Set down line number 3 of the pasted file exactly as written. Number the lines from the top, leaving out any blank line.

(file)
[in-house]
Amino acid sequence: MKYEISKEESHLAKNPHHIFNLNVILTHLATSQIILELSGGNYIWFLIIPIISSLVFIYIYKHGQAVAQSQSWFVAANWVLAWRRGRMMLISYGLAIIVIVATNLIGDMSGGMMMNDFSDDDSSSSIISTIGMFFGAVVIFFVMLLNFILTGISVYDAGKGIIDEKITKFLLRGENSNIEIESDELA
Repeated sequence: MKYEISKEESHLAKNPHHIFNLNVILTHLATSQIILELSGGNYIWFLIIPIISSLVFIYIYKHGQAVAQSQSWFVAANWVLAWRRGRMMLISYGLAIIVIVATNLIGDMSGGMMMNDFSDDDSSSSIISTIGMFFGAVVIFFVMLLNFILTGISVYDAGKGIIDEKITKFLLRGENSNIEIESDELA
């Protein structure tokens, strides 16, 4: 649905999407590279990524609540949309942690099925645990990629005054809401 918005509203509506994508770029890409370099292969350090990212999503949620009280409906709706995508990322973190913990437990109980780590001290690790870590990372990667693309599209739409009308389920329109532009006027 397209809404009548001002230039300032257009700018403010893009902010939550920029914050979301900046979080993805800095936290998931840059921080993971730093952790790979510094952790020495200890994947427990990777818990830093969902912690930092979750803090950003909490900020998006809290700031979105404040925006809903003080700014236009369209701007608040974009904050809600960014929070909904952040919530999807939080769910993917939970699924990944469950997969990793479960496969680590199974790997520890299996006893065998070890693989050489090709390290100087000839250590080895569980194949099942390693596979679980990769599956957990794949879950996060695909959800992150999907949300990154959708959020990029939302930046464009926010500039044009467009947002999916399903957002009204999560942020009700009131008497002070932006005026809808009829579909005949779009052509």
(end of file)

Repeated sequence: MKYEISKEESHLAKNPHHIFNLNVILTHLATSQIILELSGGNYIWFLIIPIISSLVFIYIYKHGQAVAQSQSWFVAANWVLAWRRGRMMLISYGLAIIVIVATNLIGDMSGGMMMNDFSDDDSSSSIISTIGMFFGAVVIFFVMLLNFILTGISVYDAGKGIIDEKITKFLLRGENSNIEIESDELA